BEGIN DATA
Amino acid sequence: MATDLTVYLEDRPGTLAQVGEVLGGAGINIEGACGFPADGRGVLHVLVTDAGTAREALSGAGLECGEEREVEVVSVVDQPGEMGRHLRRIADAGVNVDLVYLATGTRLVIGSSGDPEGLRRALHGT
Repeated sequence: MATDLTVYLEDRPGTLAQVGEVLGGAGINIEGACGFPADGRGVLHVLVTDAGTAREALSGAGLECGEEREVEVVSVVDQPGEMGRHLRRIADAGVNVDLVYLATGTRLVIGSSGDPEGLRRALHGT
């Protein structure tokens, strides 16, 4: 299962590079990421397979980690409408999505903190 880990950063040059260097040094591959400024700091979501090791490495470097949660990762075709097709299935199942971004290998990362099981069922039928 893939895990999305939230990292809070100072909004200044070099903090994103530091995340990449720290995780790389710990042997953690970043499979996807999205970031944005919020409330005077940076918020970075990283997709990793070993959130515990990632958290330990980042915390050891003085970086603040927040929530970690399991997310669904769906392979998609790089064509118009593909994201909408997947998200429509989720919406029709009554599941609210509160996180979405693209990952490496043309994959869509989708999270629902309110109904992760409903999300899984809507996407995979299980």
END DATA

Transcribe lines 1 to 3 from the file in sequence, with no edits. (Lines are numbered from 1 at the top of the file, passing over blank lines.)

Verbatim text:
Amino acid sequence: MATDLTVYLEDRPGTLAQVGEVLGGAGINIEGACGFPADGRGVLHVLVTDAGTAREALSGAGLECGEEREVEVVSVVDQPGEMGRHLRRIADAGVNVDLVYLATGTRLVIGSSGDPEGLRRALHGT
Repeated sequence: MATDLTVYLEDRPGTLAQVGEVLGGAGINIEGACGFPADGRGVLHVLVTDAGTAREALSGAGLECGEEREVEVVSVVDQPGEMGRHLRRIADAGVNVDLVYLATGTRLVIGSSGDPEGLRRALHGT
């Protein structure tokens, strides 16, 4: 299962590079990421397979980690409408999505903190 880990950063040059260097040094591959400024700091979501090791490495470097949660990762075709097709299935199942971004290998990362099981069922039928 893939895990999305939230990292809070100072909004200044070099903090994103530091995340990449720290995780790389710990042997953690970043499979996807999205970031944005919020409330005077940076918020970075990283997709990793070993959130515990990632958290330990980042915390050891003085970086603040927040929530970690399991997310669904769906392979998609790089064509118009593909994201909408997947998200429509989720919406029709009554599941609210509160996180979405693209990952490496043309994959869509989708999270629902309110109904992760409903999300899984809507996407995979299980």